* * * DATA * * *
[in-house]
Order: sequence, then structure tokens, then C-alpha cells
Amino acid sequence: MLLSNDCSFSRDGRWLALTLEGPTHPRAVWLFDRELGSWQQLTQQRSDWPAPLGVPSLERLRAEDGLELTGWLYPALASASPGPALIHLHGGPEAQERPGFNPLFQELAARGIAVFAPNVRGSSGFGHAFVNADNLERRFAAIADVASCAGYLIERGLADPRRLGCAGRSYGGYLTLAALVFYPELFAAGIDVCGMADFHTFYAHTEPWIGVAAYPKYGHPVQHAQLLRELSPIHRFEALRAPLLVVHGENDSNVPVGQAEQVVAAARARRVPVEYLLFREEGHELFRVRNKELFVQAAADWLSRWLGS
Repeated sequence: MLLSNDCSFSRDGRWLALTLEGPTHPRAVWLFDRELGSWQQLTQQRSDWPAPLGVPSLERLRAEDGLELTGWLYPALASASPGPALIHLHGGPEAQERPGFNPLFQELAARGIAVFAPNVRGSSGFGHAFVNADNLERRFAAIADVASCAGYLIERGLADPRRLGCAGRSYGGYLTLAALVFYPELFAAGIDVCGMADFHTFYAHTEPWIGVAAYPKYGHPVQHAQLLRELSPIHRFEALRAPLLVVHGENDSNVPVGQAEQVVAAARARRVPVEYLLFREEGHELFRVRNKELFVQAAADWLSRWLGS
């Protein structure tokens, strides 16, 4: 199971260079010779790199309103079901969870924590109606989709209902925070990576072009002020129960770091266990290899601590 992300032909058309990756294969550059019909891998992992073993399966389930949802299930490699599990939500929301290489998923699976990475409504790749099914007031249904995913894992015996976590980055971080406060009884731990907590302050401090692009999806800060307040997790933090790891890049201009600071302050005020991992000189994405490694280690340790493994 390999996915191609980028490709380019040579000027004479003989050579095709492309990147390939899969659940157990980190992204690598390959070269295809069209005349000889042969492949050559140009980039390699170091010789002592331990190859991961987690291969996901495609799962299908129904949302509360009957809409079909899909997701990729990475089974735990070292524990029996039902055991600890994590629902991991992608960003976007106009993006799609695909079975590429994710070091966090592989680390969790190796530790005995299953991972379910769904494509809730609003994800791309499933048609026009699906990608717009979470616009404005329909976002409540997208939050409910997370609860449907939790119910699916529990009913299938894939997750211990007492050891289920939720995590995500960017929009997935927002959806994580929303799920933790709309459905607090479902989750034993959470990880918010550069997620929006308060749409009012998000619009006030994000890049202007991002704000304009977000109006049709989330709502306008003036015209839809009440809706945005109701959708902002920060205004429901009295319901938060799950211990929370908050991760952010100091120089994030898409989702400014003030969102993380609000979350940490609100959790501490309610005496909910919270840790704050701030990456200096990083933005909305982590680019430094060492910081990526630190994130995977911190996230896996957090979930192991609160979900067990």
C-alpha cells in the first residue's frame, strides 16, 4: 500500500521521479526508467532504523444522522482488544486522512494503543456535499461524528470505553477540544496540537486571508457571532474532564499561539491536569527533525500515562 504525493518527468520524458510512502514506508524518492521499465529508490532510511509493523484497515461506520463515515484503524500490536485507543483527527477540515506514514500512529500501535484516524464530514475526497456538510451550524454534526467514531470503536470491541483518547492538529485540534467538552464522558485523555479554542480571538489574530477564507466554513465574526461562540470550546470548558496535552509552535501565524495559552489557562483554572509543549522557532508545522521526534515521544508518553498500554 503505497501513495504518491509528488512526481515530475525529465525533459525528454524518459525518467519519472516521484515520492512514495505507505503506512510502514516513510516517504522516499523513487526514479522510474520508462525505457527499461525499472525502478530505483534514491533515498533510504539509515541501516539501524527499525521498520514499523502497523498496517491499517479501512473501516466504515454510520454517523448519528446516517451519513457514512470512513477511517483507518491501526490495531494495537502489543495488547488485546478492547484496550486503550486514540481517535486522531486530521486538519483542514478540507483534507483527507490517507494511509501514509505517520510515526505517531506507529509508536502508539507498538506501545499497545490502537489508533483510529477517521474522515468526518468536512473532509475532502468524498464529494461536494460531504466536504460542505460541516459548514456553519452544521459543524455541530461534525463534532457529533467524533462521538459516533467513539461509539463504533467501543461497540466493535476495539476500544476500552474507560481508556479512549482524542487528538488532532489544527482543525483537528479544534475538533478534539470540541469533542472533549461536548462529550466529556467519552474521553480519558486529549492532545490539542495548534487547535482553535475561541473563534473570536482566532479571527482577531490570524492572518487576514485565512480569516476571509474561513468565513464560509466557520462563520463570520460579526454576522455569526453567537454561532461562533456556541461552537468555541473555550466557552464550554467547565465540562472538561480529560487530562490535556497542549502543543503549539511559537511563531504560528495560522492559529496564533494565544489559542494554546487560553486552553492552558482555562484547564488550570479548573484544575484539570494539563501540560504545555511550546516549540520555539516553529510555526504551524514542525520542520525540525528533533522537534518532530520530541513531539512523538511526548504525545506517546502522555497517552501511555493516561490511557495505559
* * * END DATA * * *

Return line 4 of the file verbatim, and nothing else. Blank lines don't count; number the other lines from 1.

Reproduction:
Repeated sequence: MLLSNDCSFSRDGRWLALTLEGPTHPRAVWLFDRELGSWQQLTQQRSDWPAPLGVPSLERLRAEDGLELTGWLYPALASASPGPALIHLHGGPEAQERPGFNPLFQELAARGIAVFAPNVRGSSGFGHAFVNADNLERRFAAIADVASCAGYLIERGLADPRRLGCAGRSYGGYLTLAALVFYPELFAAGIDVCGMADFHTFYAHTEPWIGVAAYPKYGHPVQHAQLLRELSPIHRFEALRAPLLVVHGENDSNVPVGQAEQVVAAARARRVPVEYLLFREEGHELFRVRNKELFVQAAADWLSRWLGS